I’m one of these people who loves Amiga game music or Soundtracker/Protracker music modules, to the point of recording them onto cassette or Minidisc and listening to them while walking, traveling etc. However there was one thing that always put me off, that incredibly uncomfortable stereo separation which took the feeling away from the music itself. The Amiga’s sound chip is the Paula chip, which outputs sound as 4 tracks (or voices) which are assigned as left or right, creating a pseudo stereo effect which has no mixing in between the channels.
As much as I love the Amiga, i’ve always had an issue with the sound output of it. In particular the stereo separation, it is completely 100% separated which means that it’s highly uncomfortable to listen to it with headphones. Back in the day, before the days of an internet connection and online shopping, I was seeking a solution to this. Magazine after magazine, reading in my bedroom or standing around in newsagents, eventually lead me to a device that claims to convert Amiga to “3D” sound, still to this day i’m curious about it as I never did buy this device. Because I realized that the solution isn’t actually so complicated.
Since I have some knowledge of electronics and soldering skills due to messing around with electronics. Back in the late 90s I ended up putting together a very crude circuit which adjusted the Amiga’s separation. This worked perfectly and I ended up recording Amiga music mods, and also my own music to audio cassettes and later minidiscs.
Summer 2016 I bought an Amiga 1200 again and thought i’d construct this circuit properly and also decided to include it on my youtube channel. I’ve been creating music on the Amiga since 1998 and In case you are wondering, yes I still record to cassettes and minidiscs to this day, even reel to reel now. So I needed a solution to record my own created music with a more comfortable and natural sounding stereo image, which lead me to design this circuit.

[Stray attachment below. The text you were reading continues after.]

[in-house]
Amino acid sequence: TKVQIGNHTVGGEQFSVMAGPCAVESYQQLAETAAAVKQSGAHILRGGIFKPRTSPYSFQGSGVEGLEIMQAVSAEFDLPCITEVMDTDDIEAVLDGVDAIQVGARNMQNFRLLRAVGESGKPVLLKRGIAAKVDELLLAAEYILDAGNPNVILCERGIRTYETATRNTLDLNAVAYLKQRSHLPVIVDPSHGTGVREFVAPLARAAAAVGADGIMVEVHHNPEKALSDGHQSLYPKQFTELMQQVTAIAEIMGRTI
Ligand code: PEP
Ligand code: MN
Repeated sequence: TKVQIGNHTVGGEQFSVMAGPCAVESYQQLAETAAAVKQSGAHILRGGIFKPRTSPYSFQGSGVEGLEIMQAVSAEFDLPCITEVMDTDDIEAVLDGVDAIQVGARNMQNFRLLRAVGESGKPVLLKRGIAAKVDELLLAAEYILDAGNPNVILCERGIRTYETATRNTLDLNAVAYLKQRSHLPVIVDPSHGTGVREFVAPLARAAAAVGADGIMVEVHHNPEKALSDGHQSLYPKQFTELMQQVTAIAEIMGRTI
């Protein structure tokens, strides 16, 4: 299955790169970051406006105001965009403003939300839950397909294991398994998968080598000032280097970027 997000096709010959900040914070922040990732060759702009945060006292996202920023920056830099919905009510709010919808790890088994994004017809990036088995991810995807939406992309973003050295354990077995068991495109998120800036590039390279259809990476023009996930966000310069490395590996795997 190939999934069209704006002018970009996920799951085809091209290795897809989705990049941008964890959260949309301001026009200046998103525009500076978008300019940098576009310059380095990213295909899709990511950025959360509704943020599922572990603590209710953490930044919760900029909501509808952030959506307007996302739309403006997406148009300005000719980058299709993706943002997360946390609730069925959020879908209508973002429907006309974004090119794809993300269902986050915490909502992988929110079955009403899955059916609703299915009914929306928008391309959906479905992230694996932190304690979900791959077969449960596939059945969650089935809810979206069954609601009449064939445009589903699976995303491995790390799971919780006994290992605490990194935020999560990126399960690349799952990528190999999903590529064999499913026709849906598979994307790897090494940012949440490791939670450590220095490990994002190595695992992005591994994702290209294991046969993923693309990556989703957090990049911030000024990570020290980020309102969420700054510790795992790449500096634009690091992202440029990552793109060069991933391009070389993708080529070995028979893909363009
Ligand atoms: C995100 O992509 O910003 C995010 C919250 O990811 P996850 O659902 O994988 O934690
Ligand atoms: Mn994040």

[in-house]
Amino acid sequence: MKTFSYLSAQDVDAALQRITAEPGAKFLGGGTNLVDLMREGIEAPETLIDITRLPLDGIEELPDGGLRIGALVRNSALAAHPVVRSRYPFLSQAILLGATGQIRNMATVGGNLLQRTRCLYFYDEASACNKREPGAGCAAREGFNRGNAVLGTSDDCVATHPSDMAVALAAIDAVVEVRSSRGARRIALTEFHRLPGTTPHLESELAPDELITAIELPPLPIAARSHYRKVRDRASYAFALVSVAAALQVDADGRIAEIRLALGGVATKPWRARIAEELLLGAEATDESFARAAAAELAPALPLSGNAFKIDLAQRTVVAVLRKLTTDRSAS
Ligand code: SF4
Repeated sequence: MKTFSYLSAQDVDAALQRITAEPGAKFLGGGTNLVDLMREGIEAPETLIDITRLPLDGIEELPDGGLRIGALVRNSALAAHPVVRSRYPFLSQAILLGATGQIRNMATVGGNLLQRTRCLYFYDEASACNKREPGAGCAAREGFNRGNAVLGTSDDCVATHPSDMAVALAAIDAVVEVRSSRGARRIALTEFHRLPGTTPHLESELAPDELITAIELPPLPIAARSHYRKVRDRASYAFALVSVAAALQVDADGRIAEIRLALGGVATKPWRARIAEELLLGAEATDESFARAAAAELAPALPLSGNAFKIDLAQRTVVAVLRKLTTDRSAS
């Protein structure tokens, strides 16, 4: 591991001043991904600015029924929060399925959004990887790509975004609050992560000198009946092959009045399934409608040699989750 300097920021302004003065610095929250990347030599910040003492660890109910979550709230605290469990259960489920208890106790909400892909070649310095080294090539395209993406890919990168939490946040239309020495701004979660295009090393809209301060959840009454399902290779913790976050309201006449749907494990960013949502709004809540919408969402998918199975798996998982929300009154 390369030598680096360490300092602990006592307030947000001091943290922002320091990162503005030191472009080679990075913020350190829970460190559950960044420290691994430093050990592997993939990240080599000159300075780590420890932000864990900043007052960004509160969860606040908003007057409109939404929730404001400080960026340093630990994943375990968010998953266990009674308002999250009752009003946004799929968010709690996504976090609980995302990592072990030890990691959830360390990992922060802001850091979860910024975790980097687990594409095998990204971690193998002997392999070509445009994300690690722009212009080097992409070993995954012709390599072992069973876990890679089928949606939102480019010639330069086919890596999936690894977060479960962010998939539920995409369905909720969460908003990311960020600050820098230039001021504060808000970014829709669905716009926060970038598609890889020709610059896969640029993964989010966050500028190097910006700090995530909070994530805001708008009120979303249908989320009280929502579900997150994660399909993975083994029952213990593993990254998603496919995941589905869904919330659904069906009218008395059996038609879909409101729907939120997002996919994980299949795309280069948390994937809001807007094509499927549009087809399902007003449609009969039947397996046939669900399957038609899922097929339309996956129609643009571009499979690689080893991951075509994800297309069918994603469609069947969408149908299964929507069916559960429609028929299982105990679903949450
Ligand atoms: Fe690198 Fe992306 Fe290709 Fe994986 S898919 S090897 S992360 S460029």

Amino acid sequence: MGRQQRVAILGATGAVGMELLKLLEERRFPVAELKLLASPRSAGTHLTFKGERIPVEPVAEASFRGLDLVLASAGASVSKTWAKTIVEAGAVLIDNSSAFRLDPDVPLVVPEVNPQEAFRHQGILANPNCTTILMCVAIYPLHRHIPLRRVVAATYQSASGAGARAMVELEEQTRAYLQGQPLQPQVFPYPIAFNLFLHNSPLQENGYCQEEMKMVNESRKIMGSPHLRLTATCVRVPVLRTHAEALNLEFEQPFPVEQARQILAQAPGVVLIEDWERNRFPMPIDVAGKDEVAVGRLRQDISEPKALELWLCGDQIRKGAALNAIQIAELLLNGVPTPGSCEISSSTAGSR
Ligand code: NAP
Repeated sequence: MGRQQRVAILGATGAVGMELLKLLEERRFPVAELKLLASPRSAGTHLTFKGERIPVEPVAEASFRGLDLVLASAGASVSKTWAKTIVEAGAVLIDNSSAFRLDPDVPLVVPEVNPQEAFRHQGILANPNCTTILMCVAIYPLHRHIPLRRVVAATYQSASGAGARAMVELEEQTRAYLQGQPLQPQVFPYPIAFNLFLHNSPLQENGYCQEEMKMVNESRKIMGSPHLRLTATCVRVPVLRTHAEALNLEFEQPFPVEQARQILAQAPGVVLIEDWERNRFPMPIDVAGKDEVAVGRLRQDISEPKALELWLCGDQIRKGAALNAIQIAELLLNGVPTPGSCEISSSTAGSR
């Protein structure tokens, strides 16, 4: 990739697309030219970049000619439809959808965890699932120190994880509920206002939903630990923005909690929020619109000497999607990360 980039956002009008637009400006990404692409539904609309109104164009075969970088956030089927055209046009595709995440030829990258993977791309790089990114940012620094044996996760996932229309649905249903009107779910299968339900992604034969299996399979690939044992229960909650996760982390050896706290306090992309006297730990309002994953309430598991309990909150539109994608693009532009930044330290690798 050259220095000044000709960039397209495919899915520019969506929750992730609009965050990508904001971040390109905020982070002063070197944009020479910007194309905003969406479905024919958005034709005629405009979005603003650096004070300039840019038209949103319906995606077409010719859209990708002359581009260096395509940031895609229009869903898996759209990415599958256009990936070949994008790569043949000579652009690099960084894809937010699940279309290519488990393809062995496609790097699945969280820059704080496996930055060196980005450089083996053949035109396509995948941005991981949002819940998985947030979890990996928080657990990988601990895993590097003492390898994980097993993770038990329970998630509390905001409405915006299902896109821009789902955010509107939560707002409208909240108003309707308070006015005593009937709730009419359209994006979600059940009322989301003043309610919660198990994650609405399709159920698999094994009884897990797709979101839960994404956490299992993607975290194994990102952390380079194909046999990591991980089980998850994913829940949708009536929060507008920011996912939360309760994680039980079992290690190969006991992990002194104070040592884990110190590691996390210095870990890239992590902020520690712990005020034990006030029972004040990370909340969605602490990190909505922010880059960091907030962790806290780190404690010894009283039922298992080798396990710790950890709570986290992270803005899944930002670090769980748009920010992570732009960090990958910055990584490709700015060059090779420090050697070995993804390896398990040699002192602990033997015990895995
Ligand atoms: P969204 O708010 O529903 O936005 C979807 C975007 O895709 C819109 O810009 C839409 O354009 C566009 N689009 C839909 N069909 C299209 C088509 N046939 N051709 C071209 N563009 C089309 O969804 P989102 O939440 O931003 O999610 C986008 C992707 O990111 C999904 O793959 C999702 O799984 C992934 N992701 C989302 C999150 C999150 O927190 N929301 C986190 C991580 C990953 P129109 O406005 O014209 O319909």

Here is a requested simplified circuit which uses only one input. The values of all the capacitors are 47uf and all the resistors are 10 Ohms. The variable resistor is 1K
(excuse the crude hand drawn schematics)
You will see from the Schematic that it’s very simple circuit, basically i’m connecting the left and right channels together with a resistor. A higher value resistor will increase the stereo separation, a lower value will decrease separation and of course shorting the left and right channels completely will just give you a mono audio signal. Therefore rather than a fixed value resistor, in this project I decided to add a variable resistor or a potentiometer instead so that I can adjust the stereo separation to how I want it.
The capacitors are bipolar electrolytic capacitors and they are used to block DC signals getting into the Amiga or any audio equipment connected to it. In this case when you short the left and right channels in order to make it be a mono signal, with the capacitors the Amiga will not see it as a short, nor will the amplifier you have connected on the other end (hence why there are capacitors before and after the variable resistor). Bear in mind that this is a passive circuit not an active one, therefore it’s not amplified, it is designed to connect in between the Amiga’s output and an input of an amplifier, whether that be a headphone amplifier, active speakers or an auxiliary input of a hi-fi amplifier.
The Amiga’s sound output via the Paula chip consists of four channels. Two channels are outputted on the left RCA and the other two on the right RCA. If I had access to the output of each individual track or voice independently, I could end up creating a more three dimensional stereo image by making the stereo separation on one left and right pair be a little more wider than the second left and right pair. Or even better rather than using two fixed value resistors, one could use two variable resistor in order to have full control over the entire stereo image.
Check out my two part video series of this project